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.NET Framework
.NET 1.1

Forcing Garbage Collection

The garbage collector controls memory management automatically, deallocating memory used by unreachable objects periodically but unpredictably. In some situations it can be useful to force an immediate complete or partial garbage collection.

Garbage Collection

In an earlier article I described the garbage collection process used by the .NET framework to provide automatic memory management. The garbage collector runs when memory in the managed heap is low. It scans the heap for dead objects, removes them and defragments the heap by moving the surviving objects so that they remain contiguous. This means that, in general, you do not need to worry about memory management or the risk of objects leaking memory.

The garbage collection process can affect the performance of your applications, as when it executes it stops the program until the deallocation of memory is complete. For large numbers of objects and full garbage collections this can take a noticeable amount of time. To limit the number of times that the garbage collector runs, and the associated performance impact, you can follow the guidelines described in the earlier article.

In the vast majority of cases you should allow the garbage collector to run automatically as memory pressure becomes high. However, there are some circumstances where it may be beneficial to force garbage collection. Two examples of such situations are:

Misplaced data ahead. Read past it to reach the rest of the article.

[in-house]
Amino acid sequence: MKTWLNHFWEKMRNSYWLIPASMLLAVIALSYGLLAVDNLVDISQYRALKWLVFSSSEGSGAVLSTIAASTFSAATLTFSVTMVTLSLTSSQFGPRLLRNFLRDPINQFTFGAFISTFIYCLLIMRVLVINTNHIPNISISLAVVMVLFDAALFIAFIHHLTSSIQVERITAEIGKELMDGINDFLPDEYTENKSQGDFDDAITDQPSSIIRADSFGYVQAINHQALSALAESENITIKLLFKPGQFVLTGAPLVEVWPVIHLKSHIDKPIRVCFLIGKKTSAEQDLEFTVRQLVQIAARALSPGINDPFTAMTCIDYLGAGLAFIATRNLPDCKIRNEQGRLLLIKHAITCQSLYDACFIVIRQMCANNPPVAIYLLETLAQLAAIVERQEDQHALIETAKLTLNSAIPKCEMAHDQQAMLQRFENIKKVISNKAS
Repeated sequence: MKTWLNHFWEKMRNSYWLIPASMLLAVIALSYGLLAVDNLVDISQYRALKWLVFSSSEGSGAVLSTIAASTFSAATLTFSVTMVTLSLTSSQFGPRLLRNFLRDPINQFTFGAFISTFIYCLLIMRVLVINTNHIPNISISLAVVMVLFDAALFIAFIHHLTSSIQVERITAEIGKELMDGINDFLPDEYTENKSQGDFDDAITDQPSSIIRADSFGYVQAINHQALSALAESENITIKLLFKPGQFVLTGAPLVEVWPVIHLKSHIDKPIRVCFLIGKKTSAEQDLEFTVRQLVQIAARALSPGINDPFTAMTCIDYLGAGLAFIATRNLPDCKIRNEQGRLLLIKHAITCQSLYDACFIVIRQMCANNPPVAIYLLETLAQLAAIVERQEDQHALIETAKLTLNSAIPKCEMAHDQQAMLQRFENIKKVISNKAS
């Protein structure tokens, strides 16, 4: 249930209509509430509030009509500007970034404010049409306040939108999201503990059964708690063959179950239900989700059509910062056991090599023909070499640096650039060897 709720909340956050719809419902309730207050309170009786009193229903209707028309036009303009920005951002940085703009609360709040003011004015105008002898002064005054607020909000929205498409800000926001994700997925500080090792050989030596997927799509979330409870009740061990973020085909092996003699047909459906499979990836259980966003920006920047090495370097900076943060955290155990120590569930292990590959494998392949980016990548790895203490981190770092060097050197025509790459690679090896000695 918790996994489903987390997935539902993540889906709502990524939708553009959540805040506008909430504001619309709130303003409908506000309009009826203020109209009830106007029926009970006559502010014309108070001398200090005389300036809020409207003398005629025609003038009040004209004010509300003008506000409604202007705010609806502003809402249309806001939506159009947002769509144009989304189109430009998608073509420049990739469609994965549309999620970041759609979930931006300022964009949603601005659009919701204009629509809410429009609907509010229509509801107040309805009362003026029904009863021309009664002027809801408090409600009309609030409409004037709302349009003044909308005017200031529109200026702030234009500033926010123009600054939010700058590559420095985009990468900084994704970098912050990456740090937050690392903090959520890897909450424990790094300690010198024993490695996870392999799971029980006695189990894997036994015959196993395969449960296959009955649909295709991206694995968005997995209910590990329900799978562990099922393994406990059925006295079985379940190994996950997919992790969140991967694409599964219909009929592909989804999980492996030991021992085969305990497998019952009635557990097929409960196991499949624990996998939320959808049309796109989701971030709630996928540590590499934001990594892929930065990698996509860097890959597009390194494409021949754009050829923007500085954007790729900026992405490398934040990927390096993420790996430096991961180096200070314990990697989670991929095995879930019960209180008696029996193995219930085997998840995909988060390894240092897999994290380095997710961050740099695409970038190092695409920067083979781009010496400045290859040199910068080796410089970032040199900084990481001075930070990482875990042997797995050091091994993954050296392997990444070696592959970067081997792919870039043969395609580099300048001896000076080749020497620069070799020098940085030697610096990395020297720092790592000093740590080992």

• you have just released a very large number of objects. For example, the user may have closed a large document, causing thousands of objects to become unreachable. It can make sense to deallocate the memory used by the closed document straight away.
  • you are about to perform a performance-critical operation that generates a lot of objects and may cause the garbage collector to start. For example, if you are performing real-time audio or video processing it may be useful to run the garbage collector beforehand. This should reduce the risk of it commencing during the processing and causing a "stutter".


To force garbage collection you can execute the static Collect method of the GC class. To perform a complete collection, call the method with no arguments, as follows:


You can also force a partial collection by using an overloaded version of the method. This allows you to provide an integer value to its single parameter. This specifies a generation number. Objects of this, or a lower, generation are eligible for collection.

The sample code below forces a garbage collection for dead objects in generation zero and generation one. Generation two objects will not be considered for deallocation.

8 November 2012